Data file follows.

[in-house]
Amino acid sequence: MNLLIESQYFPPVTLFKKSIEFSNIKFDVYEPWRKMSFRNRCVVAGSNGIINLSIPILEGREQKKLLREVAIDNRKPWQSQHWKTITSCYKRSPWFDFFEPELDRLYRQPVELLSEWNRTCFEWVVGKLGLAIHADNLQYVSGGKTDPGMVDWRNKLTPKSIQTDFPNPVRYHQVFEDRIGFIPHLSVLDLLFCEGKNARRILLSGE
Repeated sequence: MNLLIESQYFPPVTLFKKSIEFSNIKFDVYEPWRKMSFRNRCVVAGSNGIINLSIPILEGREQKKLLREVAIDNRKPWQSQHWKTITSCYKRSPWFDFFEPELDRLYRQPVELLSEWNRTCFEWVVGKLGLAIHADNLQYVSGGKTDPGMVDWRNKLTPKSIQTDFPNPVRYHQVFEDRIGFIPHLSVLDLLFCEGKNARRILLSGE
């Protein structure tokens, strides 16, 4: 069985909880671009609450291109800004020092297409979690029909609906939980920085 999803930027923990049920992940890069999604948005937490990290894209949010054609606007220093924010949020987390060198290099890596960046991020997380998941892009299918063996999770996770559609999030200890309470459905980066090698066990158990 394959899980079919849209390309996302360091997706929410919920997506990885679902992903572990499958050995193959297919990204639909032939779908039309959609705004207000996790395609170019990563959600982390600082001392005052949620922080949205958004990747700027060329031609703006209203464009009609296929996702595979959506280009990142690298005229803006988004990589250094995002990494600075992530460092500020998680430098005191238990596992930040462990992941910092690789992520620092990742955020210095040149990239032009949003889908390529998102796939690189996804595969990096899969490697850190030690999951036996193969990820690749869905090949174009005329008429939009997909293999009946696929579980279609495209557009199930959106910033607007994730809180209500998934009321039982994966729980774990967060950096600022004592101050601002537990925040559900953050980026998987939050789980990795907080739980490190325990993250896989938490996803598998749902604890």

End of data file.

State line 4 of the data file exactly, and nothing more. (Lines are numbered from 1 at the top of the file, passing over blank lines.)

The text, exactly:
């Protein structure tokens, strides 16, 4: 069985909880671009609450291109800004020092297409979690029909609906939980920085 999803930027923990049920992940890069999604948005937490990290894209949010054609606007220093924010949020987390060198290099890596960046991020997380998941892009299918063996999770996770559609999030200890309470459905980066090698066990158990 394959899980079919849209390309996302360091997706929410919920997506990885679902992903572990499958050995193959297919990204639909032939779908039309959609705004207000996790395609170019990563959600982390600082001392005052949620922080949205958004990747700027060329031609703006209203464009009609296929996702595979959506280009990142690298005229803006988004990589250094995002990494600075992530460092500020998680430098005191238990596992930040462990992941910092690789992520620092990742955020210095040149990239032009949003889908390529998102796939690189996804595969990096899969490697850190030690999951036996193969990820690749869905090949174009005329008429939009997909293999009946696929579980279609495209557009199930959106910033607007994730809180209500998934009321039982994966729980774990967060950096600022004592101050601002537990925040559900953050980026998987939050789980990795907080739980490190325990993250896989938490996803598998749902604890």